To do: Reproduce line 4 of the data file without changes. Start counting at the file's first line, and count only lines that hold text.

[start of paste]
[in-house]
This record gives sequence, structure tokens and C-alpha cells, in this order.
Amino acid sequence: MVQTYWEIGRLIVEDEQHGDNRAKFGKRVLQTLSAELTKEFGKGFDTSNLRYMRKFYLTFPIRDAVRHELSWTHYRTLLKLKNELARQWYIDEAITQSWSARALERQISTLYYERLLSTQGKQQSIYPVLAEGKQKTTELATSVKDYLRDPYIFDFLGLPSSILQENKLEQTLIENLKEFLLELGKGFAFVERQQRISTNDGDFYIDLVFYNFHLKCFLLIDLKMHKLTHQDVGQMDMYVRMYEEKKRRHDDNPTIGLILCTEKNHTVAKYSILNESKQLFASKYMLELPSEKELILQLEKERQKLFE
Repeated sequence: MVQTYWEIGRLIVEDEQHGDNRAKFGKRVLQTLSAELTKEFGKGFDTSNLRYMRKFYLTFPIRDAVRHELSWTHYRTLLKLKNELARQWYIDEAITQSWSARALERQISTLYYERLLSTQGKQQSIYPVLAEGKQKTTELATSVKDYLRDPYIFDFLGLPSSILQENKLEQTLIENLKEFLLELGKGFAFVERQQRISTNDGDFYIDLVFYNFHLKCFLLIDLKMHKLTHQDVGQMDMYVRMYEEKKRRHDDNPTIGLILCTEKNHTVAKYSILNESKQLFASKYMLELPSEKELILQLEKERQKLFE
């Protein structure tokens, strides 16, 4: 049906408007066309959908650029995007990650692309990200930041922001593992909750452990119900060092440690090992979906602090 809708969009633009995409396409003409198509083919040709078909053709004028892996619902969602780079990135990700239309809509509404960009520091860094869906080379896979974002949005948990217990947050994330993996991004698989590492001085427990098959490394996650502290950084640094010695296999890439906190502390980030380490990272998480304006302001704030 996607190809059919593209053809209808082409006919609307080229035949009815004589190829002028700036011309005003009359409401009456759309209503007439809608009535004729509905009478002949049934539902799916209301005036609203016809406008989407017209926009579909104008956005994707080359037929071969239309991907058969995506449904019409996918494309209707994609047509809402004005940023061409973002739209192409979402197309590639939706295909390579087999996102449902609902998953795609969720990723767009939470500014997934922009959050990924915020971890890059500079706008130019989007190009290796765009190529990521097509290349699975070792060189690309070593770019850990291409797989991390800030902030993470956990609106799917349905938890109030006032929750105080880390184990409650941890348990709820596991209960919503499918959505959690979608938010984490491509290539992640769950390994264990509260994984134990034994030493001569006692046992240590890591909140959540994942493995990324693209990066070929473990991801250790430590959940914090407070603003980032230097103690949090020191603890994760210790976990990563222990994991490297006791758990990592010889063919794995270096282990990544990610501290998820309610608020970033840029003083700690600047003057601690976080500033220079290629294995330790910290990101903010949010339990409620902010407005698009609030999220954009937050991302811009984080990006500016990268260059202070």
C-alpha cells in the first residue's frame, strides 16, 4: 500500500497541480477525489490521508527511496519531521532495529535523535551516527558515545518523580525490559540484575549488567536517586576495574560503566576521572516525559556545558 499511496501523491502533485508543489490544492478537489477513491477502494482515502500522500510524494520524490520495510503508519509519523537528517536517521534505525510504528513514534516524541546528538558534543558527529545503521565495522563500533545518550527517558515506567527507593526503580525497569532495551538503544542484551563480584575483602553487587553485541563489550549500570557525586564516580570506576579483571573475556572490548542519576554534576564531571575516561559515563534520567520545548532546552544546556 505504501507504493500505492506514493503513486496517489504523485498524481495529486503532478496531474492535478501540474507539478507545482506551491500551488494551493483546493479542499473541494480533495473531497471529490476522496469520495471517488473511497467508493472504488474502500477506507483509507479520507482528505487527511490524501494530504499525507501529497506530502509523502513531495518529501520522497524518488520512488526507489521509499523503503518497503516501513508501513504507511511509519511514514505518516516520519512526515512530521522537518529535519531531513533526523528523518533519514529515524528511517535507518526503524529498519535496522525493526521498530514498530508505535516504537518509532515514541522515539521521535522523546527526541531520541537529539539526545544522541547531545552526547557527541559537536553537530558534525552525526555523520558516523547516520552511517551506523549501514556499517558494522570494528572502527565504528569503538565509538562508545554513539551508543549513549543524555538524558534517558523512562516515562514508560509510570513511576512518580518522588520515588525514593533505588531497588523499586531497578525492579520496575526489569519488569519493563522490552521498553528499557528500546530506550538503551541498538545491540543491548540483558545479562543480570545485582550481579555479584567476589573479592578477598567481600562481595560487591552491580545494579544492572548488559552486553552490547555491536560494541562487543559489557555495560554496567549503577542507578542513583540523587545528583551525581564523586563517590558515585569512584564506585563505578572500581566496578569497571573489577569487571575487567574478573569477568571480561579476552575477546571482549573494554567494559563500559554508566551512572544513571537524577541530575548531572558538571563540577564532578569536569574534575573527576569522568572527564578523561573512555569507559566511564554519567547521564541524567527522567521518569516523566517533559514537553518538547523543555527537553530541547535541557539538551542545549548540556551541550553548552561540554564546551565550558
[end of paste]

Repeated sequence: MVQTYWEIGRLIVEDEQHGDNRAKFGKRVLQTLSAELTKEFGKGFDTSNLRYMRKFYLTFPIRDAVRHELSWTHYRTLLKLKNELARQWYIDEAITQSWSARALERQISTLYYERLLSTQGKQQSIYPVLAEGKQKTTELATSVKDYLRDPYIFDFLGLPSSILQENKLEQTLIENLKEFLLELGKGFAFVERQQRISTNDGDFYIDLVFYNFHLKCFLLIDLKMHKLTHQDVGQMDMYVRMYEEKKRRHDDNPTIGLILCTEKNHTVAKYSILNESKQLFASKYMLELPSEKELILQLEKERQKLFE